Re: How can I tell what time signature a tune is in?

@Kaeleigh Miller - It sounds like a barndance to me. It might pass for a hornpipe, but not a reel (at least, not the way you are playing it). As for time signature, it sounds 4/4 enough to me.

Re: How can I tell what time signature a tune is in?

Having listened to this (unfortunately short - love it but) performance, many times and counted it out, I feel that DonaldK and CMO have it correct at 4/4. I really don’t know yet what makes a hornpipe (having not played one), and in our part of the world, a barn-dance tune is normally 6/8.
I chose 4/4 because it seems to run at 8 bars of 4/4 per part. Really nice tune though.

Re: How can I tell what time signature a tune is in?

As it’s a Barn Dance it’s probably a reel or hornpipe in 4/4 time - which it certainly sounds like to my ears!

Re: How can I tell what time signature a tune is in?

Peter Berner: "… in our part of the world, a barn-dance tune is normally 6/8."

What part of the world is that, out of curiosity? Do your barndances have the same kind of structure as Irish ones? (e.g. https://thesession.org/tunes/1376 , https://thesession.org/tunes/2998 ). Note that a lot of the tunes posted in the database as ‘barndances’ are not really - it’s just a convenient category for any tune in 4/4 that does not fit anywhere else, e.g. a song melody). Since Irish barndances are normally played with a fair amount of swing (i.e. AA is played as A>A or (3A-A A ) they *could* be notated in 6/8 (although 12/8 would suit the phrase structure better: 1 bar of 12/8 = 1 bar of 4/4) but it is not the convention.

Re: How can I tell what time signature a tune is in?

maybe a hornpipe? I’m sure there was [maybe sub-consciously] a little ‘Bantry Bay’ in there!

Re: How can I tell what time signature a tune is in?

To my ears, the posted tune is 4/4 and hornpipe-like enough.

Re: How can I tell what time signature a tune is in?

I agree with jeff_lindqvist- the time signature is 4/4, and it’s a hornpipe.

Re: How can I tell what time signature a tune is in?

I am counting in 4 and tapping my foot on 1 and 3. The tune seems to invite triplets like a hornpipe does.

Re: How can I tell what time signature a tune is in?

Yes, barndance. Not 6/8 though; if that’s your question.

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Re: How can I tell what time signature a tune is in?

Liverpool Liverpool Liverpool liverpool JIG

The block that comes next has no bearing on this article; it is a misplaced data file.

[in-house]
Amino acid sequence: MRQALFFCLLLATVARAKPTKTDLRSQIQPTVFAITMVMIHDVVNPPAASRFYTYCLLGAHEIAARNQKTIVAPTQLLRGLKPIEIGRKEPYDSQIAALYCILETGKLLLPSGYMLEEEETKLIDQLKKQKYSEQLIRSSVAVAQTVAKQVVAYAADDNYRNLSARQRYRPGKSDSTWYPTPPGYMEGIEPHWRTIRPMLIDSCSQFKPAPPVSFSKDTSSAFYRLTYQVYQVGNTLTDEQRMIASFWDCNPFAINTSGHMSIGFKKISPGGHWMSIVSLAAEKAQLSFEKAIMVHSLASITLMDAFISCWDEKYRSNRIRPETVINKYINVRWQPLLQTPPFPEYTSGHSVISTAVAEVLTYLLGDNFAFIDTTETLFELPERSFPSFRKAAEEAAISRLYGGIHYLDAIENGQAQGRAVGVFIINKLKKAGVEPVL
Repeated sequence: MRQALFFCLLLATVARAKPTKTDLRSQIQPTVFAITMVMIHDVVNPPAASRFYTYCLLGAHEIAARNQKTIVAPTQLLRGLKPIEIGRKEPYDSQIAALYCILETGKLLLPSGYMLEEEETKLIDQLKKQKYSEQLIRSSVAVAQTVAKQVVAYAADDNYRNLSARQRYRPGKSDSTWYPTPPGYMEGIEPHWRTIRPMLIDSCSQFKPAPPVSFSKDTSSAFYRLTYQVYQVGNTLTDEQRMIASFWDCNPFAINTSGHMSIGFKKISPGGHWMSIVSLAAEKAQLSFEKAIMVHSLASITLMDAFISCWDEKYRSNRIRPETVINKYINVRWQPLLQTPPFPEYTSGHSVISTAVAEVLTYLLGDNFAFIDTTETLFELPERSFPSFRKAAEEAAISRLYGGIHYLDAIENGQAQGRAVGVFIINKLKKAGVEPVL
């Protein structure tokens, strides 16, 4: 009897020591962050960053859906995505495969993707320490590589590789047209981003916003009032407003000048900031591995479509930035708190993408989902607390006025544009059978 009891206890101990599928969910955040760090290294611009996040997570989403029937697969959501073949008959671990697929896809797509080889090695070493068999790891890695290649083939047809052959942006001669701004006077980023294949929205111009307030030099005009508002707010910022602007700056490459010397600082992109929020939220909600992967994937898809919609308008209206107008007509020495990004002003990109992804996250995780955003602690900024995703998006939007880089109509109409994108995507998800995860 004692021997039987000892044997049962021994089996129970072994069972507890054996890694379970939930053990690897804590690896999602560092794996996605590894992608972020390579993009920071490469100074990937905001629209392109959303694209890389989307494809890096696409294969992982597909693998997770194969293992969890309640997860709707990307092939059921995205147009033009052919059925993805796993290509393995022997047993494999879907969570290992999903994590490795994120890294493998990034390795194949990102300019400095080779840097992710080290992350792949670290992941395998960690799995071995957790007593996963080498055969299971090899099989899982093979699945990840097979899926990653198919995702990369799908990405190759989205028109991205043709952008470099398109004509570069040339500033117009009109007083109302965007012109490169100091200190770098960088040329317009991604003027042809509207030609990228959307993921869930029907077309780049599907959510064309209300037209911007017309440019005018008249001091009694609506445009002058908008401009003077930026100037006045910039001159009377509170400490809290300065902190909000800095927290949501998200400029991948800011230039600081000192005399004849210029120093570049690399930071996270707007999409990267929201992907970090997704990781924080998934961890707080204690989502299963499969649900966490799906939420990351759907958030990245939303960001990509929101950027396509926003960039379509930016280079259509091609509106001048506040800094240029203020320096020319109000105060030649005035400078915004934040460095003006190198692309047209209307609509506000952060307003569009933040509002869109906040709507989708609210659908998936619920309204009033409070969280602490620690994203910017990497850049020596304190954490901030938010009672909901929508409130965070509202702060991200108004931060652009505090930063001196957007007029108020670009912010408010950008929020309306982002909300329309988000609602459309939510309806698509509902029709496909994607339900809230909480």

Paramata Paramata Paramata Paramata REEL
London london London MARCH HORNPIPE POLKA

Re: How can I tell what time signature a tune is in?

You should ask the caller to be more specific. A time signature is a very broad brush, and there can be internal differences of rhythm and emphasis within the bars which can completely alter the ‘feel’of the tune, and its suitability for a particular dance. 4/4 can include marches, hornpipes, polkas and reels (although some say reels should be 2/4). Waltzes and mazurkas are both in 3/4 but the emphasis is quite different. Jigs are in 6/8 (or 9/8. or 12/8) but so are some marches.

Re: How can I tell what time signature a tune is in?

‘just play something 4/4’ is vague to the point of being useless - could mean anything from a steady hornpipe to a warp speed reel and sure as hell isn’t going to fit every dance! Does this ‘caller’ ever specify anything like speed, number of bars [ usually multiples of 16] number of times through the tune? It all sounds a bit chancy…………..

Re: How can I tell what time signature a tune is in?

Thank you! That Strathspey.org link was helpful and fun:)
As someone asked above what kind of caller gives so little information, I just wanted to say that we’re both of us only very inexperienced volunteers trying to teach dance to local school groups! Also, it’s American Square dance, so really the just knowing the tune is 4/4 is sufficient, usually. We don’t do anything intricate.
I’ve been listening to my own tunes and trying to decide what time signature it’s all in, and I think I’ve got it mostly!